17. Parity violation in atomic cesium and alternatives to the standard model of electroweak interactions

    Energy Technology Data Exchange (ETDEWEB)

    Bouchiat, C.; Piketty, C.A. (Ecole Normale Superieure, 75 - Paris (France). Lab. de Physique Theorique)

    1983-08-18

    We study the implications of the recent observation of a parity violation in atomic cesium. After a discussion of the uncertainties associated with the atomic physics calculations we derive conservative bounds for the weak charge Qsub(W). These bounds are used to put constraints on alternatives to the standard electroweak model, involving an 'extra U(1)' gauge group. We analyze the possibility that the extra gauge boson might be very light and give, as a by-product, the typical range of momentum transfer explored in atomic parity violation experiments.

  18. Engineering the Dynamics of Effective Spin-Chain Models for Strongly Interacting Atomic Gases

    DEFF Research Database (Denmark)

    Volosniev, A. G.; Petrosyan, D.; Valiente, M.

    2015-01-01

    We consider a one-dimensional gas of cold atoms with strong contact interactions and construct an effective spin-chain Hamiltonian for a two-component system. The resulting Heisenberg spin model can be engineered by manipulating the shape of the external confining potential of the atomic gas. We...... find that bosonic atoms offer more flexibility for tuning independently the parameters of the spin Hamiltonian through interatomic (intra-species) interaction which is absent for fermions due to the Pauli exclusion principle. Our formalism can have important implications for control and manipulation...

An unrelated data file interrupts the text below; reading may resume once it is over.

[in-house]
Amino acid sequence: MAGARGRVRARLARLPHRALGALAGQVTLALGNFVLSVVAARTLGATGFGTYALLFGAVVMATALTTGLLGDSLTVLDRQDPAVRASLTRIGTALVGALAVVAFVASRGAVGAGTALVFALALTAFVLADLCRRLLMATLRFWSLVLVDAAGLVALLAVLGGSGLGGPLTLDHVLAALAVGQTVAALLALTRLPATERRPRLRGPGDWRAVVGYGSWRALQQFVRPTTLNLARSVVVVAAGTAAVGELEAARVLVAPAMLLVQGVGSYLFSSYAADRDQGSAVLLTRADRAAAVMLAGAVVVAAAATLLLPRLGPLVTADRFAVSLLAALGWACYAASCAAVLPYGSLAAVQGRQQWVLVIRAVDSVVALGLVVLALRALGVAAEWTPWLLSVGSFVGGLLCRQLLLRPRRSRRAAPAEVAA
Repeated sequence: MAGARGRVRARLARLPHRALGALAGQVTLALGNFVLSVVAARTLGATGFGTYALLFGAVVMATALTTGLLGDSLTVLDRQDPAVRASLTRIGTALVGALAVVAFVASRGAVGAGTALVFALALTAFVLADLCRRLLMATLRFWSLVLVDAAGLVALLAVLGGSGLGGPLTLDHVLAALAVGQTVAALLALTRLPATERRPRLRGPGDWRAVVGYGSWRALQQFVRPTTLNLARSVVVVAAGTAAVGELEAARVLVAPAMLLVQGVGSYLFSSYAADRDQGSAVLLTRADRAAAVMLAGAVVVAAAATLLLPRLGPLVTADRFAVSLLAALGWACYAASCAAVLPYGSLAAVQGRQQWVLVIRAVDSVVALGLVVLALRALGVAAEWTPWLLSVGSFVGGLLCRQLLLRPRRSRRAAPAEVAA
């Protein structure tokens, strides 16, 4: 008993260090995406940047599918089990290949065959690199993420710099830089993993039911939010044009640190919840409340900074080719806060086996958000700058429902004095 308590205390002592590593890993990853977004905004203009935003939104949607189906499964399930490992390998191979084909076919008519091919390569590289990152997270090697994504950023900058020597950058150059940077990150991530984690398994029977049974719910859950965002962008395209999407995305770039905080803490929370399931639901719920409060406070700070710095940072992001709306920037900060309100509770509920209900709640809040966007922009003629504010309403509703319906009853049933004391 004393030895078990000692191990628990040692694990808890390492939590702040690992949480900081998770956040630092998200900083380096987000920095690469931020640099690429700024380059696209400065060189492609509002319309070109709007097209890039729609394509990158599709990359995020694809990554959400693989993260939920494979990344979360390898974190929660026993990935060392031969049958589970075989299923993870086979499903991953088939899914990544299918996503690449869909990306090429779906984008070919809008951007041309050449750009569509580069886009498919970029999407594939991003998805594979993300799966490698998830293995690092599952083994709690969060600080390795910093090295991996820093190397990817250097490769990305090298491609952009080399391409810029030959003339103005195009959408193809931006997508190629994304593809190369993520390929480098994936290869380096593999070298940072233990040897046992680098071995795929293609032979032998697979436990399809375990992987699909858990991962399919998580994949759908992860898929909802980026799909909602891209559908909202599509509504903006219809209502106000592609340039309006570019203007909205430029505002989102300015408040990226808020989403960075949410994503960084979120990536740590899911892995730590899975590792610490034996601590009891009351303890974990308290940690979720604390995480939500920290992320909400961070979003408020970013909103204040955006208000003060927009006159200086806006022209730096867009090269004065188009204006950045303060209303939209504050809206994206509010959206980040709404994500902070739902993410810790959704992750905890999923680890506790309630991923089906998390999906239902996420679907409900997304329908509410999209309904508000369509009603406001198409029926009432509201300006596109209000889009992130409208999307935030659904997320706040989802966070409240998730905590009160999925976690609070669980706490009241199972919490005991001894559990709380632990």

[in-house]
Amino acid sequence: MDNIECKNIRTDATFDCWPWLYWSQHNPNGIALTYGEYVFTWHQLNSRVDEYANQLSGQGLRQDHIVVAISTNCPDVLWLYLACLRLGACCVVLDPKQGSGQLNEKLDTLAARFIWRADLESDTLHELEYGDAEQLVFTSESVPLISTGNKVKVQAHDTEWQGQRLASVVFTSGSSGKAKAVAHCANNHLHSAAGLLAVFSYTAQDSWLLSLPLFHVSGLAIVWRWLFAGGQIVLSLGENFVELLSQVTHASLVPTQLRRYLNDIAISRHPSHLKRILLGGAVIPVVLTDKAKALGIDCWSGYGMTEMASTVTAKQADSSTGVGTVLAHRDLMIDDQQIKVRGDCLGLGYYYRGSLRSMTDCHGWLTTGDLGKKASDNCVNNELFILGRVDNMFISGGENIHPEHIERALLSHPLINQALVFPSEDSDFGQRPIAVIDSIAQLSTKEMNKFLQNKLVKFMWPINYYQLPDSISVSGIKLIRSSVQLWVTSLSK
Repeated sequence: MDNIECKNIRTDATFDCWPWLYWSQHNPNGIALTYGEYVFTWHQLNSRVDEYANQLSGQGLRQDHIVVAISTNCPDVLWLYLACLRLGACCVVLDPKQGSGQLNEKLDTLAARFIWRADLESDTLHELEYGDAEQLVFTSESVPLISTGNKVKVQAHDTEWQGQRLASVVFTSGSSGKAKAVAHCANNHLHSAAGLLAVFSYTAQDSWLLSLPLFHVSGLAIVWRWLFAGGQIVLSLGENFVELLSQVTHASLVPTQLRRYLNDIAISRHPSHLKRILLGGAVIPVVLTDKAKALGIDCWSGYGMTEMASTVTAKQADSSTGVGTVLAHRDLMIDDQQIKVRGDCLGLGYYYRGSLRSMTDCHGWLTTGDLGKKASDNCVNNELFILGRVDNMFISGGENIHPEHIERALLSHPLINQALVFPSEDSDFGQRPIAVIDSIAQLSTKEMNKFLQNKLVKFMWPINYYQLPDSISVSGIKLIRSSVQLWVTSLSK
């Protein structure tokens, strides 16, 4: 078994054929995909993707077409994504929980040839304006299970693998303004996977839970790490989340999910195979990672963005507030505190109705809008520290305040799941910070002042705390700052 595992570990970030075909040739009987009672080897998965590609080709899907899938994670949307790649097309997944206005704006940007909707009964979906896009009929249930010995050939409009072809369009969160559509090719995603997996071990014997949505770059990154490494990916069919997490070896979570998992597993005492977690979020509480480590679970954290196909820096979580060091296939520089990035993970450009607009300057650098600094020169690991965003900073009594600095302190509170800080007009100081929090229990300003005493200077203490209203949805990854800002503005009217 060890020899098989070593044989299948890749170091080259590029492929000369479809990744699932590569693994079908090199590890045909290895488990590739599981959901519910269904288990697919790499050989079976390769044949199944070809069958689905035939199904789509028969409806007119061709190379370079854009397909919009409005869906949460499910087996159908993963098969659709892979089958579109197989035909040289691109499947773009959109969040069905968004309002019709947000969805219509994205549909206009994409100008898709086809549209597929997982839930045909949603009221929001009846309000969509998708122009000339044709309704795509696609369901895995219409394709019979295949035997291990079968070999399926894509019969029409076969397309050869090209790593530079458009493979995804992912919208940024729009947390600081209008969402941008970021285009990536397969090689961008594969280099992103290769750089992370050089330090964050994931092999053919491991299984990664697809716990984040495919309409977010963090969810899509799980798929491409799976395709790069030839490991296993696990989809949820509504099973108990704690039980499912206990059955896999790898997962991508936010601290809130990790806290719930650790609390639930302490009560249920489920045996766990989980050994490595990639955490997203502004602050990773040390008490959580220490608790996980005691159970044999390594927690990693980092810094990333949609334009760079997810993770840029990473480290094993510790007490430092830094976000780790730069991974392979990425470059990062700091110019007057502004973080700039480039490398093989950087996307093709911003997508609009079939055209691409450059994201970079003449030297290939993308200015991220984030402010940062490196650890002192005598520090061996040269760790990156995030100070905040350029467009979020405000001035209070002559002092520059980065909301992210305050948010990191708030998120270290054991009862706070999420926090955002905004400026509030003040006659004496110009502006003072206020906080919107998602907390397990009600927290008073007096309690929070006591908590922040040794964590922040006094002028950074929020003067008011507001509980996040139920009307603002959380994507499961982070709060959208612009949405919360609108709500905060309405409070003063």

19. Generalized Kolbenstvedt model for electron impact ionization of K-, L- and M-shell atoms

    Energy Technology Data Exchange (ETDEWEB)

    Haque, A.K.F.; Uddin, M.A.; Patoary, M.A.R.; Basak, A.K. [Rajshahi Univ., Dept. of Physics (Bangladesh); Talukder, M.R. [Rajshahi Univ., Dept. of Applied Physics and Electronic Engineering (Bangladesh); Saha, B.C. [Florida A and M Univ., Dept. of Physics (United States); Karim, K.R. [Illinois State Univ., Dept. of Physics, IL (United States); Malik, F.B. [Southern Illinois Univ., Dept. of Physics, IL (United States); Washington Univ., St. Louis, Dept. of Physics, MO (United States)

    2007-05-15

    The recently modified Kolbenstvedt (MKLV) model, developed for electron impact ionization of the K-shell atomic targets, has been extended to generalize its two parameters in terms of the electronic orbitals nl. The generalized MKLV (GKLV) with two sets of the species independent parameters for the same nl, one set for the ionization of inner orbits and another for the outermost orbit, is found profoundly successful in accounting for the electron impact ionization cross section data of the K, L and M-shell neutral atoms with atomic numbers Z = 1-92 for the incident energies up to 1000 MeV in a consistent manner. (authors)

  20. Uncertainties in Atomic Data and Their Propagation Through Spectral Models. I

    CERN Document Server

    Bautista, Manuel A; Quinet, Pascal; Dunn, Jay; Kallman, Theodore R Gull Timothy R; Mendoza, Claudio

    2013-01-01

    We present a method for computing uncertainties in spectral models, i.e. level populations, line emissivities, and emission line ratios, based upon the propagation of uncertainties originating from atomic data. We provide analytic expressions, in the form of linear sets of algebraic equations, for the coupled uncertainties among all levels. These equations can be solved efficiently for any set of physical conditions and uncertainties in the atomic data. We illustrate our method applied to spectral models of O III and Fe II and discuss the impact of the uncertainties on atomic systems under different physical conditions. As to intrinsic uncertainties in theoretical atomic data, we propose that these uncertainties can be estimated from the dispersion in the results from various independent calculations. This technique provides excellent results for the uncertainties in A-values of forbidden transitions in [Fe II].

  1. Atomic scale simulations for improved CRUD and fuel performance modeling

    Energy Technology Data Exchange (ETDEWEB)

    Andersson, Anders David Ragnar [Los Alamos National Lab. (LANL), Los Alamos, NM (United States); Cooper, Michael William Donald [Los Alamos National Lab. (LANL), Los Alamos, NM (United States)